According to Andreussi, there are other environmental applications. By increasing natural gas hydrates production, these crystalline structures could, one day, be used to store various gasses.

UTA study suggests disconnect on groundwater contamination with oil and gas extraction

There may be a disconnect between the perception of groundwater contamination and how much of it is attributable to oil and natural gas extraction, a study led by environmental researchers at The University of Texas at Arlington suggests.

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Kevin Schug

Members of the university’s Collaborative Laboratories for Environmental Analysis and Remediation (CLEAR) found that samples from only five of 36 private water wells showed potential indications of contamination from unconventional oil and gas development, a multifaceted process including hydraulic fracturing, according to a release.

The samples were collected from the Barnett, Eagle Ford, Haynesville, and Marcellus Shale regions in the U.S. as a response to anecdotal claims of oil- and gas-related contamination.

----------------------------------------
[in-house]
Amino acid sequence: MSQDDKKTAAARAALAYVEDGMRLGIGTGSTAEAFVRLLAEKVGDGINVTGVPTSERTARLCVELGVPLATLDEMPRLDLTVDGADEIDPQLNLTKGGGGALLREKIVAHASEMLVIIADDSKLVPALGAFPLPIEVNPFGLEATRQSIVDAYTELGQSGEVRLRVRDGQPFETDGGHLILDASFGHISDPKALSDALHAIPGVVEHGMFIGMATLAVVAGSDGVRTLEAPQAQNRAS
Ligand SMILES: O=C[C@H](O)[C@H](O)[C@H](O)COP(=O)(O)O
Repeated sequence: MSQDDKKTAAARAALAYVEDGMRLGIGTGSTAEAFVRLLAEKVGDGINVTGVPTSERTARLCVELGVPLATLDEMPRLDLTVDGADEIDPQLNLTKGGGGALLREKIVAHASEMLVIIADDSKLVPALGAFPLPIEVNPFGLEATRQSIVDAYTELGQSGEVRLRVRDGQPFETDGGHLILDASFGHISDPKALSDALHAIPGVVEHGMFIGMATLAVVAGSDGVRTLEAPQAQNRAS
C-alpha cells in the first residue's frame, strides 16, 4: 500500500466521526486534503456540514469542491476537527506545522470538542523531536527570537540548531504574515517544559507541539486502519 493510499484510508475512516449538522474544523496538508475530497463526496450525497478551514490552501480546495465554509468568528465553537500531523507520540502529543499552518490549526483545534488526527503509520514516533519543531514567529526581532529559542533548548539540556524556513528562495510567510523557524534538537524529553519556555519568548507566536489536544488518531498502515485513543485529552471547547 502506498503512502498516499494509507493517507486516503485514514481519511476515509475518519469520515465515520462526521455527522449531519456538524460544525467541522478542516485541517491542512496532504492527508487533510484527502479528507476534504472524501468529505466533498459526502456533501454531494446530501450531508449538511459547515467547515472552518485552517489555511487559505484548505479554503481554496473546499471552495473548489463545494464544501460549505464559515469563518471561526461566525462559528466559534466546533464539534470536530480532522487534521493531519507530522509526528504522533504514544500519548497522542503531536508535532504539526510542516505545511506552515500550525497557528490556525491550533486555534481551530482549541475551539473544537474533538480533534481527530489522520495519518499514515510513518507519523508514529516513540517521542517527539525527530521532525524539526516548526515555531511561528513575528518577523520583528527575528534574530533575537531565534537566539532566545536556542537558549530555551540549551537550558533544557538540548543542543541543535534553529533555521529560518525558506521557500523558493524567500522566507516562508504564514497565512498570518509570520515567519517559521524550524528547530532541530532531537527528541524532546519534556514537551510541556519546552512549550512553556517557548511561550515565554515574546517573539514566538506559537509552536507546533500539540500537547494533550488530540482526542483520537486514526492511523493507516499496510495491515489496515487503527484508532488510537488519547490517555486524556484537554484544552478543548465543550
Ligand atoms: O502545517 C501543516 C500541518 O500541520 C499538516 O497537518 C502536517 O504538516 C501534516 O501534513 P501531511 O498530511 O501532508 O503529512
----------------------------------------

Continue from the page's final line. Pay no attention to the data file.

Kevin Schug, Shimadzu Distinguished Professor of Analytical Chemistry and co-founder and director of CLEAR, led the study along with CLEAR co-founder Zacariah Hildenbrand, among other authors. 

“We found that the water quality data very rarely aligned with the perceptions that the well owners had of their individual situations,” Schug said in a release. “This disconnect between perception and reality is possibly attributed to prevailing negative sentiments toward hydraulic fracturing as well as myriad environmental factors that make point source attribution very challenging.”

As hydraulic fracturing and unconventional oil and gas development continue to expand, collaborations with concerned citizens who are trained to collect reliable measurements may be beneficial, according to a release.

“These measurements could help guide scientists through larger datasets in larger study areas than what is presented in this study,” Schug said. “Conversely, scientists should provide unbiased knowledge to communities to help decision-making that is based on scientific evidence, offering benefits and possible risks of hydraulic fracturing in a clear and transparent manner.”